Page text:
The sixteenth of a series of fact sheets that analyses changes in the labour market over the preceding 12 month period has just been published.
Jobs and Development Conference - November 2-3, 2016: DPRU Director Haroon Bhorat and researchers Safia Khan, Francois Steenkamp and Chris Rooney will attend the Jobs and Development conference in Washington D.C., USA. The conference is organized by the World Bank Jobs Group and the Network on Jobs and Development, a partnership (financed by the Development Grant Facility) consisting of five research institutes from various regions of the world, including the DPRU.
As part of the ELLA programme, the Learning Alliance on Informality and Inclusive Growth organised a summit in South Africa, offering an opportunity to learn first-hand from experiences in Latin America. The summit was held in Johannesburg on the 4th and 5th of October 2016.
The International Economic Association (IEA) is pleased to announce its Eighteenth World Congress to be held in Santa Fe, Mexico City between Monday 19 and Friday 23 June 2017.The congress is jointly organized with the Centro de Investigación y Docencia Económicas, CIDE, Mexico. The theme of the congress is Globalization, Growth and Sustainability.
The Development Policy Research Unit will host an hour-long debate via Google+ Hangouts, as part of the World Bank research programme: the Network on Jobs for Development (NJD):
Labour Regulations and Enforcement
Date and time: Monday, 22nd August 2016 at 14:00 SAST
On November 2-3, DPRU will co-host the Jobs and Development Conference in Washington D.C. The invitation period to submit papers is now closed. Thank you for your interest.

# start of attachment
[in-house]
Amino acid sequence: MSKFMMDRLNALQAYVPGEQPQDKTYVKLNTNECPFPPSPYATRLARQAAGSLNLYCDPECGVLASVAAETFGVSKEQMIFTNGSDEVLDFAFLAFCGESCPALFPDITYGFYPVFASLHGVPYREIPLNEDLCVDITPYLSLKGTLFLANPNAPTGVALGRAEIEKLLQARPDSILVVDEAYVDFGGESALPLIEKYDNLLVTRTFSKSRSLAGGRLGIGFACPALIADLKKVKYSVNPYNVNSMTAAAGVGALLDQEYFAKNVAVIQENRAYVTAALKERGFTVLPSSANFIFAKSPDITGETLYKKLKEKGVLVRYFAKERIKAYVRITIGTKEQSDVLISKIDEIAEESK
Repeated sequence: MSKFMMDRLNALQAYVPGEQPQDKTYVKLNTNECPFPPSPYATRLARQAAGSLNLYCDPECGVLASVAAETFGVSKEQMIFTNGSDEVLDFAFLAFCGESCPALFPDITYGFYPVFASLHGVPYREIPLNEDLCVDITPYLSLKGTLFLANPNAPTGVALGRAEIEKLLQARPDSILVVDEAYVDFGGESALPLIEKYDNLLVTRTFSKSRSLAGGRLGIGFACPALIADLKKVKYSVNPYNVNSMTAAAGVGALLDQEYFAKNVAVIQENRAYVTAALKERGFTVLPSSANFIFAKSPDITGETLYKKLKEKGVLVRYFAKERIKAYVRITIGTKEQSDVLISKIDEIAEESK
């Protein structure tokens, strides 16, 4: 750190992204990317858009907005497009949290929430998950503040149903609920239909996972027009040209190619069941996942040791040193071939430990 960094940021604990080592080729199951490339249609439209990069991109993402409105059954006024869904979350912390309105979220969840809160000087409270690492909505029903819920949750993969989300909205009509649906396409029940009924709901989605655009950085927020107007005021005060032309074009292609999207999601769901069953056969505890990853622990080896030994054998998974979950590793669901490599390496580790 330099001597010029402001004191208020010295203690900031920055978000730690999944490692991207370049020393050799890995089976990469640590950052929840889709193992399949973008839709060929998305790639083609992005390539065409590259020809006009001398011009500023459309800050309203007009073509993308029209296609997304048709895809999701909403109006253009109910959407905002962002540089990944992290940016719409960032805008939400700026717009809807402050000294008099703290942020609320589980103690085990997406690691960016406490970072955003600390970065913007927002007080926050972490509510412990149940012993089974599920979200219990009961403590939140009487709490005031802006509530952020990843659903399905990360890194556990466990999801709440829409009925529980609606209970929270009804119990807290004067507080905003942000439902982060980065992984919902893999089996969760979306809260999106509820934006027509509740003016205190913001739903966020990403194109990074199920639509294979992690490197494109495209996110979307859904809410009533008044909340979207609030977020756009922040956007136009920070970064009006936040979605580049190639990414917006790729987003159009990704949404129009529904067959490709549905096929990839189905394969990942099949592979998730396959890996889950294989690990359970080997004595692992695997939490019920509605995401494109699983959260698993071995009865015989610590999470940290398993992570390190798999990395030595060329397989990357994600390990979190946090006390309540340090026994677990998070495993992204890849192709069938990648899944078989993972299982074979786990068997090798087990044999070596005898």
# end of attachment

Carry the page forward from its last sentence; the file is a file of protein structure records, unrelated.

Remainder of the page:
Recently published blog: ‘Does informality help inclusive growth in Africa?’ the latest NJD blog written by Kezia Lilenstein, Junior Researcher at the DPRU.
In this contribution commissioned by the DPRU for the World Bank’s Network on Jobs for Development (NJD) blog, the author discusses the heterogeneity of the informal labour market, and how these different types of informality may serve to promote or constrain inclusive growth in Africa.
Youth unemployment is a big problem worldwide, and South Africa is no exception. While in South Africa unemployment is a major concern for people of all ages, youth aged 15 to 34 are more likely to be unemployed than individuals of any other age. Since 2011, unemployment has risen by 1.1 million South Africans, and 47% of these are youth. Even worse, this is not due simply to young, new labour force entrants – youth made up only 35% of labour force growth in the same period. Those aged 15 to 25 are particularly badly off, with employment amongst this group actually falling since 2011.
The Global Research Consortium on Economic Structural Transformation (GReCEST), formally launched on May 18, 2016 in the United Nations. DPRU is one of 31 founding members from all over the world. GReCEST aims to be an open platform for advancing frontier thinking and mutual learning on economic structural transformation, which is the key for inclusive and sustainable development.
Recently published blog: ‘In West Africa, education = jobs and jobs = development’ the latest NJD blog written by Adaiah Lilenstein, Junior Researcher at the DPRU.
In this contribution commissioned by the DPRU to the World Bank’s Network on Jobs for Development (NJD) blog, the author discusses how getting education right is a crucial first step on the road to creating better employment and reducing poverty.
The DPRU is pleased to announce that a report commissioned by the Department of Labour, to analyse issues related to a potential National Minimum Wage in South Africa, has just been published.
Join us for an in-depth exploration of the different types of informality, and the impact of informality on inclusive growth, as well as a review of successful practices and policy examples from Latin America and Africa. Applications are now open for a three month exchange and learning programme between Latin American and African policymakers, practitioners and researchers.